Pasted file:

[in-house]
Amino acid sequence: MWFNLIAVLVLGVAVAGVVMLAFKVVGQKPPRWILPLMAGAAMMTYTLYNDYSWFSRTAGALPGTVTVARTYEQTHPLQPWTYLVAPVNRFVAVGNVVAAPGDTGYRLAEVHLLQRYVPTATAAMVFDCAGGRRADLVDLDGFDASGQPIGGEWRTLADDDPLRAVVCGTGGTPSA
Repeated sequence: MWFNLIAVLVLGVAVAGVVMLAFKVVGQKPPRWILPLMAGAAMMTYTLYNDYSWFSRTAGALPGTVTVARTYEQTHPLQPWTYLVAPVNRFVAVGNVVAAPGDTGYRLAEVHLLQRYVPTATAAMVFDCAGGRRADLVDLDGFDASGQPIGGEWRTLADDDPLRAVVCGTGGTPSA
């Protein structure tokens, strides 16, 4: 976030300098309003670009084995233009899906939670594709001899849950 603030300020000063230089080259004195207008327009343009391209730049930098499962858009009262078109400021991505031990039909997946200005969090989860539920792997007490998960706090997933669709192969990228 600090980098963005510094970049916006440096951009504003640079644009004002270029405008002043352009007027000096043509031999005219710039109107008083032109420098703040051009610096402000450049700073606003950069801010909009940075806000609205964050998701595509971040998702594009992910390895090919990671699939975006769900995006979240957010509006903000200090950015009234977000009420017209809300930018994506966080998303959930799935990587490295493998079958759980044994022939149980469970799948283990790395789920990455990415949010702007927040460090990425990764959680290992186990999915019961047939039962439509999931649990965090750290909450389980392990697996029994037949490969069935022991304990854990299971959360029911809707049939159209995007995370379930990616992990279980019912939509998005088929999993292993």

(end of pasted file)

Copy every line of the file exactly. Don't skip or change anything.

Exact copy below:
[in-house]
Amino acid sequence: MWFNLIAVLVLGVAVAGVVMLAFKVVGQKPPRWILPLMAGAAMMTYTLYNDYSWFSRTAGALPGTVTVARTYEQTHPLQPWTYLVAPVNRFVAVGNVVAAPGDTGYRLAEVHLLQRYVPTATAAMVFDCAGGRRADLVDLDGFDASGQPIGGEWRTLADDDPLRAVVCGTGGTPSA
Repeated sequence: MWFNLIAVLVLGVAVAGVVMLAFKVVGQKPPRWILPLMAGAAMMTYTLYNDYSWFSRTAGALPGTVTVARTYEQTHPLQPWTYLVAPVNRFVAVGNVVAAPGDTGYRLAEVHLLQRYVPTATAAMVFDCAGGRRADLVDLDGFDASGQPIGGEWRTLADDDPLRAVVCGTGGTPSA
């Protein structure tokens, strides 16, 4: 976030300098309003670009084995233009899906939670594709001899849950 603030300020000063230089080259004195207008327009343009391209730049930098499962858009009262078109400021991505031990039909997946200005969090989860539920792997007490998960706090997933669709192969990228 600090980098963005510094970049916006440096951009504003640079644009004002270029405008002043352009007027000096043509031999005219710039109107008083032109420098703040051009610096402000450049700073606003950069801010909009940075806000609205964050998701595509971040998702594009992910390895090919990671699939975006769900995006979240957010509006903000200090950015009234977000009420017209809300930018994506966080998303959930799935990587490295493998079958759980044994022939149980469970799948283990790395789920990455990415949010702007927040460090990425990764959680290992186990999915019961047939039962439509999931649990965090750290909450389980392990697996029994037949490969069935022991304990854990299971959360029911809707049939159209995007995370379930990616992990279980019912939509998005088929999993292993």